Gibbs, B. & Brown, B. (2021) Butyrate therapy for treatment-resistant ulcerative colitis: a case study. Nutr. Med. J., 1 (1), 60-67.
Inflammatory Bowel Disease: Towards a Model for Personalised Nutritional Therapy
Inflammatory bowel disease (IBD) has a complex multifactorial aetiology involving interactions between environmental factors (including diet), the microbiome, genetics and the immune system, leading to dysfunctional immune responses and chronic inflammation. Dietary factors and gut dysbiosis have emerged as important treatment targets in the management of IBD as they are involved in the initiation and perpetuation of inflammation, and subsequently disease development and progression. Specific dietary approaches and nutritional interventions have some, albeit limited, clinical evidence to suggest they can modify gene expression, have anti-inflammatory effects, induce mucosal healing, normalise intestinal microbiota, reduce disease activity and/or help maintain remission. This review uses evidence from nutritional science to propose a theoretical pragmatic model for the personalisation of nutritional therapy in patients with active or latent IBD, incorporating disease-modifying dietary recommendations and nutrient-based supplements, primarily as adjuvant therapies, with the intention to stimulate further investigation and research. Full Article
Brown, B. (2022) Inflammatory bowel disease: towards a model for personalised nutritional therapy. Nutr. Med. J., 1 (1), 32-59.
Sulforaphane, 3,3'-Diindolylmethane and Indole-3-Carbinol: A Review of Clinical Use and Efficacy
Sulforaphane (SFN), 3,3′-diindolylmethane (DIM) and indole-3-carbinol (I3C, a precursor of DIM) are compounds that are obtained through eating cruciferous vegetables, which have been shown in epidemiological studies to have health benefits. SFN and DIM have been shown to have antioxidant, anti-inflammatory and anti-cancer effects, as well as playing important roles in cellular detoxification of xenobiotics through their effects on nuclear factor-kappa B (NF-kB) and nuclear factor erythroid 2-related factor 2 (Nrf2). DIM and I3C have also been shown to affect oestrogen metabolism. In view of these properties, SFN, DIM and I3C have been studied in clinical trials and, although clinical research is still limited, promising results have been seen in a number of health conditions. Full Article
Elgar, K. (2022) Sulforaphane (SFN), 3,3′-diindolylmethane (DIM) and indole-3-carbinol (I3C): A Review of Clinical Use and Efficacy. Nutr. Med. J. 2022 Jul; 1 (2): xxx
Ashwagandha: A Review of Clinical Use and Efficacy
Ashwagandha has a long tradition of use in Ayurvedic medicine, and is best known as an adaptogen, a compound that can help increase our resistance to stress. Preclinical research has also shown ashwagandha to have anti-inflammatory, antimicrobial, antioxidant, antidiabetic, anti-tumour, anti-ageing and neuroprotective properties. Steroidal alkaloids and lactones, including withaferin A and withanolides, are thought to be some of the most active compounds of the herb. Clinical research in humans has shown ashwagandha to be safe and of benefit in a range of conditions, including stress/anxiety, athletic performance, cognition, diabetes, insomnia and male infertility. Ashwagandha is generally considered to be safe, with a few minor possible side-effects, although care should be taken alongside certain drugs. Full Article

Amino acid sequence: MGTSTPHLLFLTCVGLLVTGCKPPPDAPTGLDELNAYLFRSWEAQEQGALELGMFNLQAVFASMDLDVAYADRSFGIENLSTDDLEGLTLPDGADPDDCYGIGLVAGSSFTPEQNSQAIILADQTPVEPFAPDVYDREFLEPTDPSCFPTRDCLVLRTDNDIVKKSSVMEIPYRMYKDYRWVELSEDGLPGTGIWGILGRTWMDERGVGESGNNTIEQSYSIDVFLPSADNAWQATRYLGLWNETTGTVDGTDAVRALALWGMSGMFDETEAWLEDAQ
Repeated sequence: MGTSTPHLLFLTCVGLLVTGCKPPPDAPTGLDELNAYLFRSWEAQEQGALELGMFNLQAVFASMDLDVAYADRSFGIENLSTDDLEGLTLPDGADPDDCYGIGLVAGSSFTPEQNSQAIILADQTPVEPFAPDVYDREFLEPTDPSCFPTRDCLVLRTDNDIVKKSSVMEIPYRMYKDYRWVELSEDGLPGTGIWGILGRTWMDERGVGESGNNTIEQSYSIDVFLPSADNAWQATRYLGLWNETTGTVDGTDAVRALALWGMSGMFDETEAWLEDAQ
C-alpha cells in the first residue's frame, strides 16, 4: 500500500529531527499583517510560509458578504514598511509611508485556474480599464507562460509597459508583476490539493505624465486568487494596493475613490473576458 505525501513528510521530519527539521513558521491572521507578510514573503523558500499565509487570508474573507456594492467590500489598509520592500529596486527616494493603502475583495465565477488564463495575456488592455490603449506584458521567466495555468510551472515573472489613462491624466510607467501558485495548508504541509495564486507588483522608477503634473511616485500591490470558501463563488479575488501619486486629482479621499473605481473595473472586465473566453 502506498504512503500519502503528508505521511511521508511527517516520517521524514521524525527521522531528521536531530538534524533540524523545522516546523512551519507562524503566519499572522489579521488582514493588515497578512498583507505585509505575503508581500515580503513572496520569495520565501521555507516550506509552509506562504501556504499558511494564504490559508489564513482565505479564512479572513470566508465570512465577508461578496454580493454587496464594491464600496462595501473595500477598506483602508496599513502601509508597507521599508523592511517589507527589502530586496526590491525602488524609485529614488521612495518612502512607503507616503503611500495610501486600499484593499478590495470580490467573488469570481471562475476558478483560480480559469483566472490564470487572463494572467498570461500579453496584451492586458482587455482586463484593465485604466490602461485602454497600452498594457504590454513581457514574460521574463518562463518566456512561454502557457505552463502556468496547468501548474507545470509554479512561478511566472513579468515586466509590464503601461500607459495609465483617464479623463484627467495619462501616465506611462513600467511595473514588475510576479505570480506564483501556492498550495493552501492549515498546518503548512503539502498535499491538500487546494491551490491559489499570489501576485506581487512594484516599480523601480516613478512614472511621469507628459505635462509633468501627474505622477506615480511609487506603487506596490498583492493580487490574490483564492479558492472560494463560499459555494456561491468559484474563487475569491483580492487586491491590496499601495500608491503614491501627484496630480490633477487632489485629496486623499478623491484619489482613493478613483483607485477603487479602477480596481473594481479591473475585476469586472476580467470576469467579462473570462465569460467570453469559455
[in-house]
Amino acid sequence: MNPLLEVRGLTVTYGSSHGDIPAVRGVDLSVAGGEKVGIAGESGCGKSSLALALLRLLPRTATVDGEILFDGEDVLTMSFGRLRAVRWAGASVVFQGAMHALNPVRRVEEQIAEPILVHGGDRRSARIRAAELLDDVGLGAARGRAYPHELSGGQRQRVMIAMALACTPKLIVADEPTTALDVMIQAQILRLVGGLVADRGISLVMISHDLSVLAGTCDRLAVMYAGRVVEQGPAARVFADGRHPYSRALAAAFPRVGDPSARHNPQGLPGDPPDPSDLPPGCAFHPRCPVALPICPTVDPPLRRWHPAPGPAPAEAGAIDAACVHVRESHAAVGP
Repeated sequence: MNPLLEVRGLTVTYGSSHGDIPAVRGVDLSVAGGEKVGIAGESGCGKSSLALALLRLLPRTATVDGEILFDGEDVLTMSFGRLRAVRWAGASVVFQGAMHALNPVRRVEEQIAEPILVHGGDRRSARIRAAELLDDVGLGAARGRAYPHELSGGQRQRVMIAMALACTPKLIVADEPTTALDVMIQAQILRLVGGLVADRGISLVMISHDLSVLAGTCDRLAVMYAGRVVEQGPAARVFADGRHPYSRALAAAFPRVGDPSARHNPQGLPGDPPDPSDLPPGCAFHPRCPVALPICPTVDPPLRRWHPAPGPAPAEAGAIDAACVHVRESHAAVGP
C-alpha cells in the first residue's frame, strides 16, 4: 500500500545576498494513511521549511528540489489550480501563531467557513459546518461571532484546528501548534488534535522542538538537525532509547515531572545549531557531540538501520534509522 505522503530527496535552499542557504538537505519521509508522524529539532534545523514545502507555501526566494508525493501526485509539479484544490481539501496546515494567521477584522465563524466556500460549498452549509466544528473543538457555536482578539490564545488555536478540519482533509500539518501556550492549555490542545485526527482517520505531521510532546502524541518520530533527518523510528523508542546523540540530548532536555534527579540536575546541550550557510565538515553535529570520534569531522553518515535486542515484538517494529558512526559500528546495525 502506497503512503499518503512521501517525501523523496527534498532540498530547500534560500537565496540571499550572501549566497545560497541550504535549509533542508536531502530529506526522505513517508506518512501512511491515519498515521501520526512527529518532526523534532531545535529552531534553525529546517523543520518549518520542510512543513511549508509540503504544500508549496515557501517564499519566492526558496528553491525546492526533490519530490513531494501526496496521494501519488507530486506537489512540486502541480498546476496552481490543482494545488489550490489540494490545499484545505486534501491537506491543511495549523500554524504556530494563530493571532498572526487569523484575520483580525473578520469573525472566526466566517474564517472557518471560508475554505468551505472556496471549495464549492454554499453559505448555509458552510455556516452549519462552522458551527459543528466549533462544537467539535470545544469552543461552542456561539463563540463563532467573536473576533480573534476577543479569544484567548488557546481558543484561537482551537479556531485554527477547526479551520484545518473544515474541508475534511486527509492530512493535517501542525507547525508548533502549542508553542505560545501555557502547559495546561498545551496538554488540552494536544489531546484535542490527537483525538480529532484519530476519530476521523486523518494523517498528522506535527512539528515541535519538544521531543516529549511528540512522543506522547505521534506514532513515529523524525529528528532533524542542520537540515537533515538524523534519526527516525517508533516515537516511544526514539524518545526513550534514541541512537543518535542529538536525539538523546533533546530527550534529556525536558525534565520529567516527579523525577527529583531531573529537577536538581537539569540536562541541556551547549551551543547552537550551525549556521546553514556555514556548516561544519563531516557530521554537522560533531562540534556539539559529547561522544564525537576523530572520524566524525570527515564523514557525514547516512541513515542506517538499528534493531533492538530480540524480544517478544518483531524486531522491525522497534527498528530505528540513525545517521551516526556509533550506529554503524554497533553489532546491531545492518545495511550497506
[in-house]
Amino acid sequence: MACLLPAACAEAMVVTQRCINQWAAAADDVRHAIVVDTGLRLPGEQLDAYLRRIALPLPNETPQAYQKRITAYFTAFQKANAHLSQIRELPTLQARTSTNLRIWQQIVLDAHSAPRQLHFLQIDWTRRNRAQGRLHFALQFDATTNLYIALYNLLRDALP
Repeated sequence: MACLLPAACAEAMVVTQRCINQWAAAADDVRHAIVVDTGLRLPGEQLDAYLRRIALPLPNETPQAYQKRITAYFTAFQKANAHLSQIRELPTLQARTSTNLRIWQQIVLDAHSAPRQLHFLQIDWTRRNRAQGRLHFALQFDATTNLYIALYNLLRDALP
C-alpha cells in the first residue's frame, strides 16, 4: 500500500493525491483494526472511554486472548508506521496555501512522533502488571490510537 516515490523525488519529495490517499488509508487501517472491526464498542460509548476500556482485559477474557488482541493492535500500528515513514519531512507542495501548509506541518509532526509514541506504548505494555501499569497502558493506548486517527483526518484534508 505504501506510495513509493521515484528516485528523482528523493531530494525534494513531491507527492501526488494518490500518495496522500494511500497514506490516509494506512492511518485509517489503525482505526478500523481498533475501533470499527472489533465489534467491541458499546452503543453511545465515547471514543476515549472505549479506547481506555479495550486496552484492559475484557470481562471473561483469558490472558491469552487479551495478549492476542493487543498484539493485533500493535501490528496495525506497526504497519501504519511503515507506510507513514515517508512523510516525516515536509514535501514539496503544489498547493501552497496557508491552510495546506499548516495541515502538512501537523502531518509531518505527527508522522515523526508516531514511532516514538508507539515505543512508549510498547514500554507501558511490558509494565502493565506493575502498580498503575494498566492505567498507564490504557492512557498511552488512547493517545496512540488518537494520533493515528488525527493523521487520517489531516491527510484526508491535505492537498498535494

Cite as: Elgar K. Ashwagandha: A Review of Clinical Use and Efficacy. Nutr Med J. 2021 Mar; 1 (1): 68-78
Coenzyme Q10: A Review of Clinical Use and Efficacy
Coenzyme Q10 (CoQ10) plays an essential role in energy production as part of the mitochondrial electron transfer chain. It also has antioxidant functions and is important for gene regulation, especially of genes involved in cell signalling, metabolism, inflammation, transport and transcription control. Whilst we can obtain small amounts from our diet, most CoQ10 is synthesised in our bodies, which is why it is not considered to be a vitamin. Production declines with age and may also be impaired through illness and/or certain medications, making supplementation an interesting intervention. Although clinical research has been mixed in some indications, CoQ10 supplementation has been found to be a safe and effective intervention in a variety of conditions, including cardiometabolic disorders, fibromyalgia syndrome, migraine and male infertility. Full Article
Cite as (AMA): Elgar K. (2021) Coenzyme Q10: A Review of Clinical Use and Efficacy. Nutr Med J. 2022 Mar; 1 (1): 100-118.
Curcumin: A Review of Clinical Use and Efficacy
Turmeric has a long tradition of use in Ayurvedic medicine for a variety of indications, including digestive and liver support, in mood-related disorders and inflammatory conditions. Modern research has confirmed anti-inflammatory, antioxidant, anti-microbial and anti-tumour activities of compounds isolated from turmeric, including curcumin and other curcuminoids. Curcumin has poor bioavailability and various formulations have therefore been developed to overcome this issue. Clinical trials have shown benefits of curcuminoids in a wide range of conditions, including cardiometabolic, inflammatory and mood disorders. Turmeric extracts have been found to be safe in humans with only mild adverse events being observed in clinical trials, mostly gastrointestinal disturbances, but due to its physiological actions, some drug interactions are possible. Full Article
Cite as (AMA): Elgar K. Curcumin: A Review of Clinical Use and Efficacy. Nutr Med J. 2022 Mar; 1 (1): 10-31.
Magnesium: A Review of Clinical Use and Efficacy
Magnesium is a co-factor for more than 300 different enzymatic processes, and therefore plays a role in virtually every process in the cell, including cellular energy production, neuromuscular and cardiac function, maintaining ionic gradients, regulation of cell membrane receptors and DNA, RNA and protein synthesis. It is also an essential structural component for DNA and RNA on the cellular level, as well as in bones and teeth.
Whilst overt magnesium deficiency is rare, subclinical deficiency appears to be common, and increases the risk of many chronic conditions. Organic magnesium formulations, such as citrate, have been shown to be slightly better absorbed than inorganic ones, but many clinical trials have used inorganic formulations of magnesium, mostly oxide and chloride, and have shown benefits in a range of conditions, including cardiometabolic conditions, bone health, pain and constipation. Full Article
Cite as: Elgar K. Magnesium: A Review of Clinical Use and Efficacy. Nutr Med J. 2022 Mar; 1 (1): 79-99.